5

From the manual:

After \x, up to two hexadecimal digits are read (letters can be in upper or lower case). In UTF-8 mode, \x{...} is allowed, where the contents of the braces is a string of hexadecimal digits. It is interpreted as a UTF-8 character whose code number is the given hexadecimal number. The original hexadecimal escape sequence, \xhh, matches a two-byte UTF-8 character if the value is greater than 127.

So what does this mean?

The code point of "ä" is E4 while the UTF-8 representation is C3A4, but neiter of those matches:

$t = 'ä'; // same as "\xC3\xA4";

preg_match('/\\xC3A4/u', $t); // doesn't match
preg_match('/\\x00E4/u', $t); // doesn't match

With the curly braces it does match when I give the code point:

preg_match('/\\x{00E4}/u', $t); // matches
  • 1
    Unless I'm missing something, that manual page badly needs re-wording: UTF-8 is an encoding into bytes of Unicode characters (code points), but it mentions "a UTF-8 character whose code number is..." and "a two-byte UTF-8 character", neither of which makes any sense. Either it is recognising a Unicode code point, or a UTF-8 byte sequence; I'm not at all sure which. – IMSoP Aug 29 '13 at 23:47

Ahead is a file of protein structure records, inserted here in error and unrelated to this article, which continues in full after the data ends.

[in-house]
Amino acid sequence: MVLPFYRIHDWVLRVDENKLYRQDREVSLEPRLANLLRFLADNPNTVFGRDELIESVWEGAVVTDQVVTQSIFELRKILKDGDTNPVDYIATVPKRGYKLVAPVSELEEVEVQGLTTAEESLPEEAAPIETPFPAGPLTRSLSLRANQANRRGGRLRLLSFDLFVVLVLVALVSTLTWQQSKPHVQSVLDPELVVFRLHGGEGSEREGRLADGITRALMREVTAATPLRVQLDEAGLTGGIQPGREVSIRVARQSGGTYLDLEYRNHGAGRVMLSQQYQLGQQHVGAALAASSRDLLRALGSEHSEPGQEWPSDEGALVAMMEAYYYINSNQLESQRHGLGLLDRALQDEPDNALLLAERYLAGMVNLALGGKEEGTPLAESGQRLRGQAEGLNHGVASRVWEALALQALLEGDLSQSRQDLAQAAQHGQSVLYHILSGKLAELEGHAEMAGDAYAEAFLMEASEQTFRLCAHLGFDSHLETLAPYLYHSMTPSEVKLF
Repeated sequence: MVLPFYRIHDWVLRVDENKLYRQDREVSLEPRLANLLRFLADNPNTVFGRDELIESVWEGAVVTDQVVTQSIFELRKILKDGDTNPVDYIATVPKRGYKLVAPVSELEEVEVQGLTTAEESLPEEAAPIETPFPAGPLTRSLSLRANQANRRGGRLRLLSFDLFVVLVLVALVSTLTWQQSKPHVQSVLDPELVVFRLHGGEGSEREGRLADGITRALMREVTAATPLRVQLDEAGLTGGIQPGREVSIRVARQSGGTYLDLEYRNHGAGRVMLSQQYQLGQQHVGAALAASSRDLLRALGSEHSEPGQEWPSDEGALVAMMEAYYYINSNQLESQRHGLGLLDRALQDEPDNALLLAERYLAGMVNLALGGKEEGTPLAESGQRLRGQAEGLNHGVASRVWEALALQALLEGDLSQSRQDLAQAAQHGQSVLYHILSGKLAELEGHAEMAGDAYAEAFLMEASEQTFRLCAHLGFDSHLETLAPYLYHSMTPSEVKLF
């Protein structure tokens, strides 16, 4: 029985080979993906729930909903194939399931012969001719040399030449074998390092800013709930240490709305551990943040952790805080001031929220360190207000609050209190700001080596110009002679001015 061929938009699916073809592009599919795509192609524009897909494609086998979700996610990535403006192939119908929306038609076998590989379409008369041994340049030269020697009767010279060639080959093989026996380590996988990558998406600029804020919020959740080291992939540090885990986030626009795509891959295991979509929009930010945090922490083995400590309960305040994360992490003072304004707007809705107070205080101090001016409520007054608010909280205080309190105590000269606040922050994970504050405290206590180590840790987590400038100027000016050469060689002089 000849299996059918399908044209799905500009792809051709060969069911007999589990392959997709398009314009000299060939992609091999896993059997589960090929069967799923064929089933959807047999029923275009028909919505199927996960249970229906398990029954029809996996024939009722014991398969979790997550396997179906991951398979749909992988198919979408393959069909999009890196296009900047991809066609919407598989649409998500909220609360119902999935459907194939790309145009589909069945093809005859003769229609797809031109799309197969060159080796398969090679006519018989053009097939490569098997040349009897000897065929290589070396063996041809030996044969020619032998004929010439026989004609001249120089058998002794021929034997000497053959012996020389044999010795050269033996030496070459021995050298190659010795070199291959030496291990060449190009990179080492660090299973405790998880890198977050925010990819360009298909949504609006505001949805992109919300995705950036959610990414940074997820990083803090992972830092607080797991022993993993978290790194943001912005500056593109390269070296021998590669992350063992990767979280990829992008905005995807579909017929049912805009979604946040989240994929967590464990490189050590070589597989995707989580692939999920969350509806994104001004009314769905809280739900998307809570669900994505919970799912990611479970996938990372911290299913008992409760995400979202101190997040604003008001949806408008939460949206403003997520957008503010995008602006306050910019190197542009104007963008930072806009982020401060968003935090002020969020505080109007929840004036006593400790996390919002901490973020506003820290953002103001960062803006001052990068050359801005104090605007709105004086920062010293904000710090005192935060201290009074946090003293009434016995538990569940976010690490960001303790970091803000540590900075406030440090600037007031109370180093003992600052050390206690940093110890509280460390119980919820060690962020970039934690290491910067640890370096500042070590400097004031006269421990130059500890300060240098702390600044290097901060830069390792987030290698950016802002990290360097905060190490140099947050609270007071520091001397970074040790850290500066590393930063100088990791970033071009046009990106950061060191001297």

5

The syntax is a way to specify a character by value:

  • \xAB specifies a code-point in the range 0-FF.
  • \x{ABCD} specifies a code-point in the range 0-FFFF.

The indicated wording from the manual is bit confusing, perhaps in an attempt to be precise. Character values 128-255 (and some) are encoded as 2-bytes in UTF-8. Thus, a unicode regular expression will match 7-bit clean ASCII but will not match different encodings/codepages (i.e. CP437) that utilize values in said range. The manual is, in a roundabout way, saying that a unicode regular expression is only suitable to be used with correctly encoded input. However;

It doesn't mean that \xABCD is parsed as \x{ABCD} (one character). It is parsed as \xAB (one character) and then CD (two characters)1. The braces address this parsing ambiguity issue:

After \x, up to two hexadecimal digits are read .. In UTF-8 mode, \x{...} is allowed ..

Some other languages use \u instead of \x for the longer form.


1 Consider that this matches:

preg_match('/\xC3A4/u', "\xC3" . "A4");

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